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Mexico Offers Reward for Massacre Suspects

Central American migrants attend a prayer service for missing and killed migrants - trying to cross Mexico to get to the US, who increasingly have become targets of gangs who kidnap them to obtain ransom money - at a migrant shelter in Lecheria, Mexico, J
Central American migrants attend a prayer service for missing and killed migrants - trying to cross Mexico to get to the US, who increasingly have become targets of gangs who kidnap them to obtain ransom money - at a migrant shelter in Lecheria, Mexico, J

Mexican authorities are offering a reward of $658,000 for information leading to the capture of two suspects wanted in last August's massacre of 72 illegal Central and South American migrants.

Officials announced the reward Monday for two suspects known by the nicknames "The Coyote" and "The Scorpion."  They also offered a reward of $411,000 for a third suspect in the mass killings. At least seven people already have been arrested in the case.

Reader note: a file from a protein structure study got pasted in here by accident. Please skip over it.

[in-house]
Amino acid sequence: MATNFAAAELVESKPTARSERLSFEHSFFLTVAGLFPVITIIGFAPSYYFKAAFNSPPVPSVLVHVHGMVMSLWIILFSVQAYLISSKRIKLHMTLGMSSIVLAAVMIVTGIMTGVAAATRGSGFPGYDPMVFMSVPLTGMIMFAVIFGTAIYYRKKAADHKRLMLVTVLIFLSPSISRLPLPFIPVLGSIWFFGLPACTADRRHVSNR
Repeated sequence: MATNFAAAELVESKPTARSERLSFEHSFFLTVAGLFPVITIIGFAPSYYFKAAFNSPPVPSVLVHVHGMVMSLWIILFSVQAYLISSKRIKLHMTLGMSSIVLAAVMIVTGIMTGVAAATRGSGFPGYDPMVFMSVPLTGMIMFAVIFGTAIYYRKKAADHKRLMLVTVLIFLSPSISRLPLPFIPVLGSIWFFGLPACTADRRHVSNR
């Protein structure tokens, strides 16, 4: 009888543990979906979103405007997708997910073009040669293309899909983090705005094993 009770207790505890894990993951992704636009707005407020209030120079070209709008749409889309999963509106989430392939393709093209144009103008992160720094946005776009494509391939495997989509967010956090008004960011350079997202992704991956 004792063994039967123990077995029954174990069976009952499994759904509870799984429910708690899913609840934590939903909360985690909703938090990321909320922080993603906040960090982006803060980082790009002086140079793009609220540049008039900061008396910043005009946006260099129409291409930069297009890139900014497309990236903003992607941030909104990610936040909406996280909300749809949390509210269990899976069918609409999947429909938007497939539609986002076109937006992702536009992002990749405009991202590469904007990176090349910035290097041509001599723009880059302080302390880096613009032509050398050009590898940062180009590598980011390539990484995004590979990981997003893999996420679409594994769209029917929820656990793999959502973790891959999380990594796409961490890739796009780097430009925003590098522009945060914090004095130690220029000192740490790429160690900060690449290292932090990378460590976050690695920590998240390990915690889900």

The bodies of the migrants were discovered on a ranch in the northeastern Mexican state of Tamaulipas, which borders the U.S. state of Texas. Mexico is a transit point for illegal migrants from Latin America and elsewhere seeking to reach the United States.  Many fall victim to gangs and organized crime.

Authorities have implicated the Zetas drug gang in the massacre of the 72 migrants.  

The Zetas began as a Mexican military unit that defected and began working with the Gulf cartel, based in Juarez, Mexico, across the Rio Grande river from the U.S. city of El Paso, Texas. The Zetas split from the Gulf cartel last year. The two groups are now fierce rivals.

More than 34,000 people have been killed in Mexico's drug war since President Felipe Calderon took office in late 2006 and began cracking down on the cartels. The cartels are locked in a violent battle for control of trafficking routes into the United States.

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